The strategy for dealing with the invasion, which could arrive in Princeton in a year or two, or could already be here but undetected, will likely involve chemical treatment to protect the finest specimens, and beginning to cut down other ash even before they show symptoms.

There are chemicals that can be used to save individual trees. As a proactive measure, Princeton University began treating its most valuable ash trees two years ago. Choosing which insecticide to use involves tradeoffs. Imidicloprid is less expensive, but is injected into the soil around it rather than directly into the tree. Because the compound is toxic to pollinators, it should not be injected where flowers are growing beneath the tree. The herbaceous plants will absorb the chemical and transfer it to the pollen in their flowers, where the pollinators will be exposed. Other options can be found in the extensive notes below.

Two things are particularly upsetting about the arrival of the emerald ash borer. Of course first and foremost is the loss of a tree species and all the beauty and services it has been providing for free. The other is New Jersey's incredible lack of preparedness. Composting centers are already overwhelmed. Trees make an excellent fuel--one of the few ethical forms of energy we currently have available to us, since wood's carbon comes from the air rather than from underground sources. The technology is available to cleanly run cogeneration plants with wood for fuel. If the state actually is preparing for what one arborist called "ten years of mayhem", it's being done very quietly. Chances are, New Jersey will only start reacting once the devastation begins, even though it had ten years to prepare.

The recurring lesson is of the abundant services and beauty nature gives, every day, none of which are entered into our economic calculations, and the increasing vigilance and stewardship required to guard those gifts as global trade increases the pace of change. Below are my collected notes on the coming invasion, including an extensive phone conversation with Donald Eggen, division chief for Forest Pest Management in Pennsylvania.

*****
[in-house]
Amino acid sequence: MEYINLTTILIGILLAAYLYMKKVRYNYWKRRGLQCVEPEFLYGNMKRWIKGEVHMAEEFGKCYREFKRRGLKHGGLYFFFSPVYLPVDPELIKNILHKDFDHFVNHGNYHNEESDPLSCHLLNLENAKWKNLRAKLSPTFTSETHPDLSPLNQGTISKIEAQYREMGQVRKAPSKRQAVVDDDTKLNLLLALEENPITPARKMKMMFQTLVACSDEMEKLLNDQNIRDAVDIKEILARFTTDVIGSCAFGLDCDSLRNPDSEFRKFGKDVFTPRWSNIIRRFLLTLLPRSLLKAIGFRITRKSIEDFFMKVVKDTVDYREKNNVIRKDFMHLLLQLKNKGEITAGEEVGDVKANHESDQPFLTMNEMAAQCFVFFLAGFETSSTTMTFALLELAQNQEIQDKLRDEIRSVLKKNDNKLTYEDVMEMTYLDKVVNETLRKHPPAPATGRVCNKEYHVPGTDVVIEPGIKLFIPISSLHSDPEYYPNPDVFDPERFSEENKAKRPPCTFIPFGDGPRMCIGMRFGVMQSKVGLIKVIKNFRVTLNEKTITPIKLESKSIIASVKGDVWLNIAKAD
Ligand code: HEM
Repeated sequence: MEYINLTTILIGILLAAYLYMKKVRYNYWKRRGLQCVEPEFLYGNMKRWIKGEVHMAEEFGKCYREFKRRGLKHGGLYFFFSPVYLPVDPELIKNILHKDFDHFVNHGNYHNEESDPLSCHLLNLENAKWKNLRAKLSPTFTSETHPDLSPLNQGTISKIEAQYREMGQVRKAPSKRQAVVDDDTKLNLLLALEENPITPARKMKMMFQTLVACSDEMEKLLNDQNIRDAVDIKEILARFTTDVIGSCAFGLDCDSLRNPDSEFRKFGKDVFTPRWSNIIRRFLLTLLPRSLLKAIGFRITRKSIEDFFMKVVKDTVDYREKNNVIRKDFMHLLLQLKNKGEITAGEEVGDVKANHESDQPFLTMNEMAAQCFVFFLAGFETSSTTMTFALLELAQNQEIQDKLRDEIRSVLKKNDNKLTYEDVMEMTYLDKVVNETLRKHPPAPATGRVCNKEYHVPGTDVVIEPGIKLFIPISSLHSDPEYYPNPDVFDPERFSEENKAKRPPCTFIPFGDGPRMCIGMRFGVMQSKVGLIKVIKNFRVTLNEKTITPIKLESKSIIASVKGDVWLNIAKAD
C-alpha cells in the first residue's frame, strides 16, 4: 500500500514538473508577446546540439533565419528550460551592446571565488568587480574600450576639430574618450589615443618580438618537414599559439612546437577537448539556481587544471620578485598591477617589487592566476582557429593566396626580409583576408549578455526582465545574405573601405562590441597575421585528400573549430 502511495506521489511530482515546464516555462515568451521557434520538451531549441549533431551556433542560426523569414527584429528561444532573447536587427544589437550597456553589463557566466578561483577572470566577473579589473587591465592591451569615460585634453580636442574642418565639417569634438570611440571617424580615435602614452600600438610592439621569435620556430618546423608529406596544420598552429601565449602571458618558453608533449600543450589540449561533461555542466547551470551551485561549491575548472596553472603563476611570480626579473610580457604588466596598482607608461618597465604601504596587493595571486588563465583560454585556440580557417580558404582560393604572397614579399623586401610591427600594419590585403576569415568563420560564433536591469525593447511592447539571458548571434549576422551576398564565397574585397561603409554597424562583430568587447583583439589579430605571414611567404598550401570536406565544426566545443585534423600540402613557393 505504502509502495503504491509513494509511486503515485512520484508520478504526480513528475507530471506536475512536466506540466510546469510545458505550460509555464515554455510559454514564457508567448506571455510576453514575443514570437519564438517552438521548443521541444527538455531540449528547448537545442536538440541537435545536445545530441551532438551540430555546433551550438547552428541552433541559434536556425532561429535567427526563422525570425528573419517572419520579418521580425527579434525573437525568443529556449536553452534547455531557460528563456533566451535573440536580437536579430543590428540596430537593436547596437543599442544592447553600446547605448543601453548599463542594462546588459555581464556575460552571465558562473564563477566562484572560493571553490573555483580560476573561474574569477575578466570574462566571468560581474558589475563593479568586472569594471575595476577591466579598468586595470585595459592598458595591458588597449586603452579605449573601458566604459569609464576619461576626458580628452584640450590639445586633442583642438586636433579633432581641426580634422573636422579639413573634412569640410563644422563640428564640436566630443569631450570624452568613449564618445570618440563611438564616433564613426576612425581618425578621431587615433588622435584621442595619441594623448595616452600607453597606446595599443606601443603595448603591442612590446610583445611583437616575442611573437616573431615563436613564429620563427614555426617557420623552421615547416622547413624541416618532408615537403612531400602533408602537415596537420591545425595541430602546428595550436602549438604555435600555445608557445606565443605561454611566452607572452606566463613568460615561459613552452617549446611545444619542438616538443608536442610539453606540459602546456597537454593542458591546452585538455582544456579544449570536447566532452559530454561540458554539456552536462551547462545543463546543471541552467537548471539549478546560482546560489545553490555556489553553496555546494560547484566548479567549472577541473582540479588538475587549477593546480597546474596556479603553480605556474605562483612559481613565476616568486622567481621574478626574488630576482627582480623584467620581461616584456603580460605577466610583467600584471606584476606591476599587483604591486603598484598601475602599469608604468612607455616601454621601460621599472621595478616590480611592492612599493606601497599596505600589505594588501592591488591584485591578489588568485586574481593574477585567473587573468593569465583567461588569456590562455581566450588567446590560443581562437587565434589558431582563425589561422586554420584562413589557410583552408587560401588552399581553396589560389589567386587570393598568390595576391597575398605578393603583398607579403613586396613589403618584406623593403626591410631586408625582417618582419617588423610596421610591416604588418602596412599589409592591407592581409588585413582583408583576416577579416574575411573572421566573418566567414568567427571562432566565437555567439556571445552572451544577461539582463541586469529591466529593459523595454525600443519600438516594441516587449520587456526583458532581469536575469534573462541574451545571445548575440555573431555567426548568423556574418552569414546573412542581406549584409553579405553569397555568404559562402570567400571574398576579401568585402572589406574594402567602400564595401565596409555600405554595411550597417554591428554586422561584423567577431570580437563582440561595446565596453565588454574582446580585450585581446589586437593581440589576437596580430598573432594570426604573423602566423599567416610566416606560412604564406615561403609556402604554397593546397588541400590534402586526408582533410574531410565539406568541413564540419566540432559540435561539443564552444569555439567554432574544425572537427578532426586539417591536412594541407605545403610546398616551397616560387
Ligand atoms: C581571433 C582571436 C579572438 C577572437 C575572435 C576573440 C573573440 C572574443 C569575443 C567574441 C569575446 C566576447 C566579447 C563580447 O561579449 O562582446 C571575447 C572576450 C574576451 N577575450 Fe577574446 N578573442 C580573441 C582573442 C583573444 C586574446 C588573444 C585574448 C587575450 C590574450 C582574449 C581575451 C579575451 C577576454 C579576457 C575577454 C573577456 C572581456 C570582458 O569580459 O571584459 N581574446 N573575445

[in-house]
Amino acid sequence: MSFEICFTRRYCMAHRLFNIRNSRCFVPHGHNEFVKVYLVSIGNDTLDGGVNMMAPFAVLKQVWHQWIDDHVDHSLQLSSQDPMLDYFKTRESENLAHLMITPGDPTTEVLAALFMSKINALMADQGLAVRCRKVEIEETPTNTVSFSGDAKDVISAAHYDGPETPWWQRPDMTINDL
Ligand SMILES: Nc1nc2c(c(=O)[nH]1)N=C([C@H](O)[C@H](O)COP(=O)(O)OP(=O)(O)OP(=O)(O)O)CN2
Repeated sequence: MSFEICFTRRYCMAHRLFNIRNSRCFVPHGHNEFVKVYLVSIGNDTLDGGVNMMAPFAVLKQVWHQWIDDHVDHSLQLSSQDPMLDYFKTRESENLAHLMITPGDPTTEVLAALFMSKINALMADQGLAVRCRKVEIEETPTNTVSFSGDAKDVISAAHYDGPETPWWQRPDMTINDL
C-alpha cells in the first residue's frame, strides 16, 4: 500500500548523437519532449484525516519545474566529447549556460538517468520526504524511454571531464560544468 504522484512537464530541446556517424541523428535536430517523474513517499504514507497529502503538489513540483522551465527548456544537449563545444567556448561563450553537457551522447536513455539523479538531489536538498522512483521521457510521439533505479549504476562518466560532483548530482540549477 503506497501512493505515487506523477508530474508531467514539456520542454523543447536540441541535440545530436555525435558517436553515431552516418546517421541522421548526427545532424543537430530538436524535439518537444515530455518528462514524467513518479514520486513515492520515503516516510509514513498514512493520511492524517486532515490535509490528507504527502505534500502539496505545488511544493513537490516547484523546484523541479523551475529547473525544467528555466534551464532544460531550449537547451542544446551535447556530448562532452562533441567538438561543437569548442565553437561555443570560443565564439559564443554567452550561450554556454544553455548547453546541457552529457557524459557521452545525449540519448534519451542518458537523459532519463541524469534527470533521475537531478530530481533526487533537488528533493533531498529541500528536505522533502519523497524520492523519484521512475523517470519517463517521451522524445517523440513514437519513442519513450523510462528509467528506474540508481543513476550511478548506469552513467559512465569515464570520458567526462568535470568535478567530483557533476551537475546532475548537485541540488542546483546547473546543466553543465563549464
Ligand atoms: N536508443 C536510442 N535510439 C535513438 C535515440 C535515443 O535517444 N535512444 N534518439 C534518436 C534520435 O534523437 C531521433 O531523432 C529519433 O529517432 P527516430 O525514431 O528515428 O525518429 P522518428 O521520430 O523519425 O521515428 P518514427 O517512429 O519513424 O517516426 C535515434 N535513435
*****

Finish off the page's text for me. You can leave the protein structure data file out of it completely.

Notes from a conversation with Donald A. Eggen, Division Chief of Forest Pest Management Division. (These notes were rapidly written, but are my best rendering of what Eggen said.)

EAB attacks trees as small as 1" in diameter.
The insects start at the top of the tree and work down.

Expansion of EAB into new areas
In 2013, PA documented EAB in 16 new counties without even looking very hard
The Louisville Slugger baseball bats are made out of ash harvested in northern PA. EAB is now moving into that area.
Traps for detecting EAB in an area don't work very well. Their odor imitates a stressed tree.

In a given area:
EAB doubles each year. If 16% of trees affected, the next year there will be 32, then 64, then all. It can sweep through a town in five years. (sources on web suggest more like ten years--perhaps it takes a few years to get to 16%, and then a couple years to kill those that are last to be attacked).

Assessment of a tree
Take DBH (DBH (diameter at breast height) is a poor measure. Bigger trees need more juice.)
If 70% of crown looks good, then tree could be saved
If it dies, it becomes a hazard tree
Don't treat if more than 30% in decline. Insect damage can't be repaired. Most ash in decline, even without EAB, due to winter storms, wet weather, all of which, if it's a street tree, brings out root ball problems left over from improper planting. Kill the roots, kill the tree.

Options are to treat, to remove, or to remove and replace.
Don't delay on treatment. Do most critical trees in first year. Spread the cost out.